Here is the important thing, though, and what perhaps I most needed to learn from this gospel THIS year. Thomas stayed CONNECTED to the community, and the community stayed connected to Thomas. Somehow, there was room there for his doubt, room there for his questionings. He did not need to leave the community. The believing disciples did not cast him out or marginalize him, or call him a ‘cafeteria apostle’ because of his struggle to believe. Rather, together they walked and prayed and reflected. Together they found a way to be of support and love to him. And because of that, he could be there among them when Jesus comes a week later.

It is my deepest hope for both our St. Ann community and the Newman Center community – that we know there is room for questions and struggles and doubt. I pray that we know there are ways for us to disagree and hold differing opinions, and yet still be bonded together as members of a family of faith. And that is the civility that I pray for our political discourse in the months leading up to the November elections.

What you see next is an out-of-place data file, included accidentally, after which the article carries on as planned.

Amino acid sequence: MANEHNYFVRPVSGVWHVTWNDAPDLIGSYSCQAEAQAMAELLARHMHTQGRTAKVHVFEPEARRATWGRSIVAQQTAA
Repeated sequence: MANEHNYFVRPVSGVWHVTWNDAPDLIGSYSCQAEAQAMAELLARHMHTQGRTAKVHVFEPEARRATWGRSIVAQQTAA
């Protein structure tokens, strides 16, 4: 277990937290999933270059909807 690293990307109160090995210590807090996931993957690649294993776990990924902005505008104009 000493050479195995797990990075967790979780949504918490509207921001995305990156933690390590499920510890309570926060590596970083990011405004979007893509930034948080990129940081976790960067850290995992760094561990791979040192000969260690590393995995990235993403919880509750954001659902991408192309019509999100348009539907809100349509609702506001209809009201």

In 2000, Pope John Paul called this Sunday in the Church’s year Divine Mercy Sunday. Based on the vision of Blessed Faustina of Poland, it strives to awaken us to the need for mercy in the church and the world. There is a chaplet that is prayed about this, a call to make use of the sacrament of Reconciliation, and an invitation to let the divine mercy become ever more a part of our lives and our world. It hopes to awaken in us the remembrance that Jesus’ first words to the Apostles were of peace and not condemnation. How destructive that could have been if Jesus had played the ‘blame game’ or the ‘shame game’. Instead he builds a community around peace and reconciliation. And he states a truth. When you forgive people, they are set free. When you hold them bound, they are trapped.